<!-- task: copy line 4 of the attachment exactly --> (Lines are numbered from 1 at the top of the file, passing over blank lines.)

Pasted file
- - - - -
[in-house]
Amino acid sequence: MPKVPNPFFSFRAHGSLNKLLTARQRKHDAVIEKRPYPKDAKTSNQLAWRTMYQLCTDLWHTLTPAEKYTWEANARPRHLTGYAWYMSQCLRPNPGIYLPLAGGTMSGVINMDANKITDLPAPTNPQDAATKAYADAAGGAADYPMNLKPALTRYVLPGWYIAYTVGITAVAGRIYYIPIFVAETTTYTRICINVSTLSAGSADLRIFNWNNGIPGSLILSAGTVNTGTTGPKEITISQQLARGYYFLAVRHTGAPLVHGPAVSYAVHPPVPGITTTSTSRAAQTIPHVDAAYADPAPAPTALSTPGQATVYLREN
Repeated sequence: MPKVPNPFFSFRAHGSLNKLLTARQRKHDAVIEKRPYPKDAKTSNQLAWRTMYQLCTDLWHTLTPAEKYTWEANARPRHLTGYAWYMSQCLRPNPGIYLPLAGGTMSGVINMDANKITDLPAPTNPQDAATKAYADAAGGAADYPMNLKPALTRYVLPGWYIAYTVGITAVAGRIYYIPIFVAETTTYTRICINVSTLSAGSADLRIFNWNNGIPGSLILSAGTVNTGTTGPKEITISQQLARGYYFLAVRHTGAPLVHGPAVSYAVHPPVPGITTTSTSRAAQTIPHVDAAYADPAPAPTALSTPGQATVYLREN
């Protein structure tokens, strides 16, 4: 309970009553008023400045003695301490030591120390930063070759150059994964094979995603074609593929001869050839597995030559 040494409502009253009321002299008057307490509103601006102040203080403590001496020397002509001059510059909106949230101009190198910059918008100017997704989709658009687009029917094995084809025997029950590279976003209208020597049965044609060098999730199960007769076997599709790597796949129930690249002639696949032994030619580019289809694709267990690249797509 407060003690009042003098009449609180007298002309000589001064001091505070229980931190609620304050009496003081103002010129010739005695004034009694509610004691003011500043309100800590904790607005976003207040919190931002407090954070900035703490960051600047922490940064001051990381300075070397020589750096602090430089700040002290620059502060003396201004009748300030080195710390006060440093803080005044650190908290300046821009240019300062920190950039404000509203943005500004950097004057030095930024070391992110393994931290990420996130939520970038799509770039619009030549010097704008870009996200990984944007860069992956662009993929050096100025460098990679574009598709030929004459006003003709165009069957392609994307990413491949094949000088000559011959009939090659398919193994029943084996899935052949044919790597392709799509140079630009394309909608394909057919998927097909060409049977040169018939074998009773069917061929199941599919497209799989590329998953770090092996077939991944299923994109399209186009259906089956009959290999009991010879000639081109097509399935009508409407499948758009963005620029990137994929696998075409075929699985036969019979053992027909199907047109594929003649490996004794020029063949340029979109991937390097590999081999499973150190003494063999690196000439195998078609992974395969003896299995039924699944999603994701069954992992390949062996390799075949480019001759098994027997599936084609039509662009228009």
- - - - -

């Protein structure tokens, strides 16, 4: 309970009553008023400045003695301490030591120390930063070759150059994964094979995603074609593929001869050839597995030559 040494409502009253009321002299008057307490509103601006102040203080403590001496020397002509001059510059909106949230101009190198910059918008100017997704989709658009687009029917094995084809025997029950590279976003209208020597049965044609060098999730199960007769076997599709790597796949129930690249002639696949032994030619580019289809694709267990690249797509 407060003690009042003098009449609180007298002309000589001064001091505070229980931190609620304050009496003081103002010129010739005695004034009694509610004691003011500043309100800590904790607005976003207040919190931002407090954070900035703490960051600047922490940064001051990381300075070397020589750096602090430089700040002290620059502060003396201004009748300030080195710390006060440093803080005044650190908290300046821009240019300062920190950039404000509203943005500004950097004057030095930024070391992110393994931290990420996130939520970038799509770039619009030549010097704008870009996200990984944007860069992956662009993929050096100025460098990679574009598709030929004459006003003709165009069957392609994307990413491949094949000088000559011959009939090659398919193994029943084996899935052949044919790597392709799509140079630009394309909608394909057919998927097909060409049977040169018939074998009773069917061929199941599919497209799989590329998953770090092996077939991944299923994109399209186009259906089956009959290999009991010879000639081109097509399935009508409407499948758009963005620029990137994929696998075409075929699985036969019979053992027909199907047109594929003649490996004794020029063949340029979109991937390097590999081999499973150190003494063999690196000439195998078609992974395969003896299995039924699944999603994701069954992992390949062996390799075949480019001759098994027997599936084609039509662009228009």